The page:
The Escherichia coli dinJ-yafQ operon codes for a protein pair that has been grouped into the bacterial relBE TA family (Gerdes et al., 2005). Except for its genomic organization, typical of TA modules, and a weak sequence similarity to some chromosomal TA gene pairs, no structural or functional features have been reported for dinJ-yafQ so far.

In the present work, we studied whether E. coli dinJ-yafQ system is an active bacterial TA module. Towards this goal, we examined cell growth and viability upon expression of the operon genes, cloned on separate plasmids. Experiments addressing the interactions between YafQ and DinJ proteins were carried out. The effect of induction of YafQ on DNA, RNA and protein syntheses was also tested in order to determine its possible cellular target.

Materials and methods

  1. Top of page
  2. Abstract
  3. Introduction
  4. Materials and methods
  5. Results and discussion
  6. Acknowledgements
  7. References

All the materials listed below were purchased from Sigma-Aldrich, Merck and Roth. Restriction enzymes, other DNA- and RNA-modifying enzymes and kits for molecular biology were from AB Fermentas. All enzymes were used as recommended by the supplier.

Bacterial strains, plasmids and growth conditions

The bacterial strains and plasmids used in this study are listed in Table 1. Escherichia coli strains were grown in liquid or solid Luria–Bertani (LB) and in M9 minimal medium with 0.5% glycerol. Antibiotics were added at the following concentrations: ampicillin, 100 μg mL−1, kanamycin, 60 μg mL−1, and chloramphenicol, 33 μg mL−1.

Table 1.   Bacterial strains and plasmids
Strain/plasmidGenotype/descriptionReference/source
Strain
 BL21 (DE3)FompT rBmBStudier & Moffat (1986)
 BW25113Δ(araD-araB)567 ΔlacZ4787(::rrnB-4) lacIp-400(lacIQrpoS396(Am) rph-1 Δ(rhaD-rhaB)568 rrnB-4 hsdR514Datsenko & Wanner (2000)
 BW25113F′BW25113/F′proA+B+lacIqΔlacZ)M15 zzf::mini-Tn10 (KanR)This work
Plasmid
 pBAD30Expression plasmidGuzman et al. (1995)
 pBAD-dinJ620 bp DNA fragment with dinJ gene, cloned into pBAD30Motiejūnaitėet al. (2005)
 pBAD-dinJyafQ931 bp DNA fragment with dinJ-yafQ operon cloned into pBAD30Motiejūnaitėet al. (2005)
 pBAD-yafQ376 bp fragment with yafQ gene cloned into pBAD30Motiejūnaitėet al. (2005)
 pET28bExpression plasmidNovagen
 pET28b-dinJyafQ(His)6559 bp DNA fragment, with dinJ and yafQ genes, cloned into pET28bThis work
 pET28b-dinJ831 bp DNA fragment containing dinJ gene, cloned into pET28bLaboratory collection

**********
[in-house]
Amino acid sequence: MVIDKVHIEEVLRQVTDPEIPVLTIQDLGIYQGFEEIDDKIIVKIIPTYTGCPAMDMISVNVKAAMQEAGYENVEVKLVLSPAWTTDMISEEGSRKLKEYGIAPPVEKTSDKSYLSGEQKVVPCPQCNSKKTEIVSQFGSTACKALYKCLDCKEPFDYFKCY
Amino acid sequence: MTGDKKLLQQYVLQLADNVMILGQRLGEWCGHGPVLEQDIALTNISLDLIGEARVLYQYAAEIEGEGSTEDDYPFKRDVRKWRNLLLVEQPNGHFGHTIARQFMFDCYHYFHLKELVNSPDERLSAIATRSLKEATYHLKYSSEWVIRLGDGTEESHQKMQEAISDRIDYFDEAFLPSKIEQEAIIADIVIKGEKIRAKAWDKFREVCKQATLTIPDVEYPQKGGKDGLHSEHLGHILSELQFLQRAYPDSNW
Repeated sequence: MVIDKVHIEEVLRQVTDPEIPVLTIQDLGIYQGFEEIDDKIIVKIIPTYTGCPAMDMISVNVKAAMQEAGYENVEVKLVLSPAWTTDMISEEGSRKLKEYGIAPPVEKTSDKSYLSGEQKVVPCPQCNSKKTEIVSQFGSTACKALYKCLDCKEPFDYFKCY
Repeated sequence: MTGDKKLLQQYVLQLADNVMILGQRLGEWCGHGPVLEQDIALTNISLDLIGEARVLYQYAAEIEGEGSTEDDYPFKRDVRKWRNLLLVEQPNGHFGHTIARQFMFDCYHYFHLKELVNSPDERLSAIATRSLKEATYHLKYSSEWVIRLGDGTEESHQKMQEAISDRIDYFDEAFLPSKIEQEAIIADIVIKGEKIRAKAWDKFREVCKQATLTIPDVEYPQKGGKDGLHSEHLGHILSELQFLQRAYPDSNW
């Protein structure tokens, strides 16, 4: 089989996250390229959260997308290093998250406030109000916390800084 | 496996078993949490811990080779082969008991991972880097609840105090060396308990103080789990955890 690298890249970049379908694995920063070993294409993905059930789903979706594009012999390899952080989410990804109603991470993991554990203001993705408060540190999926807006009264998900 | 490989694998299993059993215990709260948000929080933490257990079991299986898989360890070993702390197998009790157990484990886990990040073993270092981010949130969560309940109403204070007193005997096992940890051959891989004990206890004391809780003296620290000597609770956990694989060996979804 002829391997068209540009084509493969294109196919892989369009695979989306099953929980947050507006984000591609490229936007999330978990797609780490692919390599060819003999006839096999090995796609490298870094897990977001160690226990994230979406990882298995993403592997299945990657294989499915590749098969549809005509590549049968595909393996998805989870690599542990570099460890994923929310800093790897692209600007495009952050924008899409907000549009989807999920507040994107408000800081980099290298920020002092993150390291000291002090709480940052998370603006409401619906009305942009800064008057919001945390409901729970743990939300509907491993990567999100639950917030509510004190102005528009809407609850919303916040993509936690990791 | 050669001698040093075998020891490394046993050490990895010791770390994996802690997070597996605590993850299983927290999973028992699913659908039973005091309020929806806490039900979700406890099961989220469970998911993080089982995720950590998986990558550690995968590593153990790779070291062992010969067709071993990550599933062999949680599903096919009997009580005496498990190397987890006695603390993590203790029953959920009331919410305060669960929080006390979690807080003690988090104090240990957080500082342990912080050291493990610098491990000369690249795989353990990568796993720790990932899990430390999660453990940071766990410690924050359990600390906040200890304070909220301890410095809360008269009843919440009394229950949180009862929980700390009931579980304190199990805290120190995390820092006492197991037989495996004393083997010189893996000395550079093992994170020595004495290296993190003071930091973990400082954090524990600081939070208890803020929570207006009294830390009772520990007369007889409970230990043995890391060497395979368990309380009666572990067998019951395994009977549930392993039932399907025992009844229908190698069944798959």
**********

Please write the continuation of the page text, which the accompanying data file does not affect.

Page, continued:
pUHE 25-2Expression plasmidBujard et al. (1987)
 pUHE 25-2(cat)pUHE 25-2 with with bla gene replaced by cat geneThis work
 pUHE dinJ667 bp fragment with dinJ gene, cloned into pUHE 25-2(cat)This work

DNA manipulation and plasmid construction

Plasmids pBAD-yafQ, pBAD-dinJ and pBAD-dinJyafQ were constructed as described previously (Motiejūnaitėet al., 2005). Plasmid pUHE-dinJ was constructed by firstly replacing the bla gene with a cat gene in pUHE 25-2 plasmid (Bujard et al., 1987). Then, a 667 bp DNA fragment harbouring the dinJ gene was cut with EcoRI and HindIII from the pBAD-dinJ plasmid and inserted between the EcoRI and HindIII sites of pUHE 25-2(cat). To construct plasmid pET28b-dinJyafQ(His)6, a 559 bp DNA fragment with the dinJ-yafQ operon was PCR-amplified from plasmid pBAD-dinJyafQ with primers HisJ1 (5′-TACCCCATGGCTGCTAAC-3′) and YafQ6 (5′-GAAGCGGCTCGAGCCCAAAGA-3′), which contain NcoI and XhoI restriction sites (underlined), respectively. The resulting fragment was cut with NcoI and XhoI and inserted between the NcoI and XhoI sites of vector pET28b (Novagen). In this construct, an in-frame translational fusion with a six-His tag was created at the C-terminus of YafQ.

Growth rate analysis

Escherichia coli BW25113F′ cells, harbouring derivatives of pBAD30 and pUHE 25-2(cat) plasmids (Table 1), were grown at 37°C in liquid LB medium with 0.2% glucose to an A590 nm=0.3–0.5. Then, the culture was divided into two equal parts. The growth medium of one part was changed into fresh LB medium with 0.2% glucose, and that of the other into fresh LB medium with 0.2% arabinose and 1 mM isopropyl-β-D-thiogalactopyranoside (IPTG). Incubation was continued at 37°C. Bacterial growth was assessed by measuring A590 nm every 30 min.

For growth analysis on solid medium, BW25113F′ cells harbouring derivatives of pBAD30 and pUHE 25-2(cat) plasmids were grown in liquid LB medium with 0.2% glucose as described above, diluted 106 times and plated on solid LB and minimal M9 medium plates with 1 mM IPTG and 0.2% arabinose. The plates were incubated at 37°C overnight. When needed, 0.1% of casamino acids were added to M9 medium.